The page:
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Czehoski's LEXX Rewatch Thread
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Abby1964
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 Posted: Mon Jun 13th, 2011 01:38 pm

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Some scientists theorize that plants react to emotion. I think this episode was an expansion of that theory. Stanley of course runs to Kai for help immediately but Moss and grew show up before Lyekka can eat anyone.

But Lyekka liked her food 'happy' Perhaps she picked up on the sadness of the crew. Kai was off the menu being dead, 790 didn't have a body to eat which left Stan and remember although he was dreaming about Lyekka the dream left him with negative emotions which made him not so tasty also.

Now the Potatoho crew was riding some seriously positive emotions! they were the first from their little back water planet to encounter intelligent life, so they were probably riding a serious high which made them very tasty indeed, so Lyekka chows down on them and them uses Moss to bring back Xev. Perhaps she was trying to make her next meal tastier? Kind of like fattening a hog.

But if you notice whenever she is hungry, Stan is going through negative emotions so she eats someone else. I think in time the crew became more like 'companion' animals than 'food' animals. Lyekka would not eat Stan or Xev unless there absolutely was nothing else to eat. This kind of plays out during the second season but I don't want to get ahead of you.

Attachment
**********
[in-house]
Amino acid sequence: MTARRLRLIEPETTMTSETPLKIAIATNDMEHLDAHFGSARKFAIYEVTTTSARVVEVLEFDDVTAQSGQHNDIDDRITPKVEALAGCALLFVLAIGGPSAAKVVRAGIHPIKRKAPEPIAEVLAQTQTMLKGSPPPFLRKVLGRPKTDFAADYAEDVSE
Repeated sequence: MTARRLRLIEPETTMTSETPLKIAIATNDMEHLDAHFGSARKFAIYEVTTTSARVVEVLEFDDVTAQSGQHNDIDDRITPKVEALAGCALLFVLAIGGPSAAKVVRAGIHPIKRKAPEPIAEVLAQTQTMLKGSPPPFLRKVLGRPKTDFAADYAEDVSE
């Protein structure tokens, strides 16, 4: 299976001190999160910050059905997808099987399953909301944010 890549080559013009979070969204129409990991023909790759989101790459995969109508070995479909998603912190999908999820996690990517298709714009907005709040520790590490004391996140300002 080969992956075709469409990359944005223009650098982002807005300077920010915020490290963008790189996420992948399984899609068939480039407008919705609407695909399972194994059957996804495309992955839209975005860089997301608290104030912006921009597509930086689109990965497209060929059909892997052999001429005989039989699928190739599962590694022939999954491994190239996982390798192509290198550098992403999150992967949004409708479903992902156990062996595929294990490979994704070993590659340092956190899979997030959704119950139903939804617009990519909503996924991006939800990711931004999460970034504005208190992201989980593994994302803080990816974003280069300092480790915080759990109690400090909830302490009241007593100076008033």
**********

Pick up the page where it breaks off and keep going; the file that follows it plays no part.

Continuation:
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Czehoski
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 Posted: Sun Jun 19th, 2011 11:14 pm

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I love the comments from other posters! It brings another angle to these stories other than my own basic reactions. :)

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 Posted: Sun Jun 19th, 2011 11:48 pm

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2.4 - Luvliner

Did I miss something here? The story picks up with everyone in their respective bedchambers, having their own respective sleepytime experiences. Xev is having wet dreams, Stanley is tossing and turning, Kai is frozen, and 790 is once again reciting lyrics to his beloved.

But when they wake up, Stanley and Xev move to the bridge of the LEXX and begin their next adventure, just like that. It feels like we've missed a scene or two. No joyful reunion with the reincarnated Xev, no explanation of how she might be different from the previous Zev, it's all just let's get on with it, no bridge between the previous story and this one. Felt weird.

Anyway, here we are. The LEXX picks up another broadcast, this time from a space bordello advertising its sexy offerings to all and sundry. The adverts' resemblance to late-night TV sex phone lines of the late 1990s is quite amusing, a reminder of the era in which this show was produced.